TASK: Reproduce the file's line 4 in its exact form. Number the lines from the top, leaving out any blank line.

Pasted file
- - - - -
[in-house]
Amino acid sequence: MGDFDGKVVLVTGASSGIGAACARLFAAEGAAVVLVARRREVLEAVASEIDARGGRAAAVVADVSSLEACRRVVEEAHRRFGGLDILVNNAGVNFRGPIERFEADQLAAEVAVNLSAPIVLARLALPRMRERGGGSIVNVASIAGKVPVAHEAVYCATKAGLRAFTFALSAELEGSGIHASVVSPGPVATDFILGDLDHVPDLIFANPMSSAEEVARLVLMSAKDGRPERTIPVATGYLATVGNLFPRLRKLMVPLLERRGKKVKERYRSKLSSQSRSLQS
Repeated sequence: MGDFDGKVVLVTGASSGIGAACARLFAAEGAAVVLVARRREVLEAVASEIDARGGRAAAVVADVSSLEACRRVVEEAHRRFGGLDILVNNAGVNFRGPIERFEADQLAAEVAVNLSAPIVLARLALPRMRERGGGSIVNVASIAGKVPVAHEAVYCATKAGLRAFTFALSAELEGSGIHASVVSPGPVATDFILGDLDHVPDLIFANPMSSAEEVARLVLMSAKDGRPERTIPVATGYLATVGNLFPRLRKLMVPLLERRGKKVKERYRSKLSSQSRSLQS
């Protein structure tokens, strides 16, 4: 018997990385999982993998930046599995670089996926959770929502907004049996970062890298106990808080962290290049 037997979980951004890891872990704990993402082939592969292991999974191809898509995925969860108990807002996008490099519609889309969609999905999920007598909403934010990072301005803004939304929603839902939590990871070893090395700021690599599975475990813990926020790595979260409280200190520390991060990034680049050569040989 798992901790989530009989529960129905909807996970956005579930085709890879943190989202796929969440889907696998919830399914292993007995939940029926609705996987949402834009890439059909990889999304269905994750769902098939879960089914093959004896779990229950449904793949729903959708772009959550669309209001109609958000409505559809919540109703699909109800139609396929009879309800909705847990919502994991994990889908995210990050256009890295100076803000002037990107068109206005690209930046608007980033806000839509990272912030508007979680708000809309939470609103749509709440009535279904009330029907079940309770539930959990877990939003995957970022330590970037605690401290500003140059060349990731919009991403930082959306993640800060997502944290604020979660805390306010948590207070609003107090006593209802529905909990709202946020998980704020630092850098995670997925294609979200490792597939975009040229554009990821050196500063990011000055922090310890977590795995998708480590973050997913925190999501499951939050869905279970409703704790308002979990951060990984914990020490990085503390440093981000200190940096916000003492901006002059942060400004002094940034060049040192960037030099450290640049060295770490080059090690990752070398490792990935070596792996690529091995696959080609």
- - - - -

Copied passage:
């Protein structure tokens, strides 16, 4: 018997990385999982993998930046599995670089996926959770929502907004049996970062890298106990808080962290290049 037997979980951004890891872990704990993402082939592969292991999974191809898509995925969860108990807002996008490099519609889309969609999905999920007598909403934010990072301005803004939304929603839902939590990871070893090395700021690599599975475990813990926020790595979260409280200190520390991060990034680049050569040989 798992901790989530009989529960129905909807996970956005579930085709890879943190989202796929969440889907696998919830399914292993007995939940029926609705996987949402834009890439059909990889999304269905994750769902098939879960089914093959004896779990229950449904793949729903959708772009959550669309209001109609958000409505559809919540109703699909109800139609396929009879309800909705847990919502994991994990889908995210990050256009890295100076803000002037990107068109206005690209930046608007980033806000839509990272912030508007979680708000809309939470609103749509709440009535279904009330029907079940309770539930959990877990939003995957970022330590970037605690401290500003140059060349990731919009991403930082959306993640800060997502944290604020979660805390306010948590207070609003107090006593209802529905909990709202946020998980704020630092850098995670997925294609979200490792597939975009040229554009990821050196500063990011000055922090310890977590795995998708480590973050997913925190999501499951939050869905279970409703704790308002979990951060990984914990020490990085503390440093981000200190940096916000003492901006002059942060400004002094940034060049040192960037030099450290640049060295770490080059090690990752070398490792990935070596792996690529091995696959080609």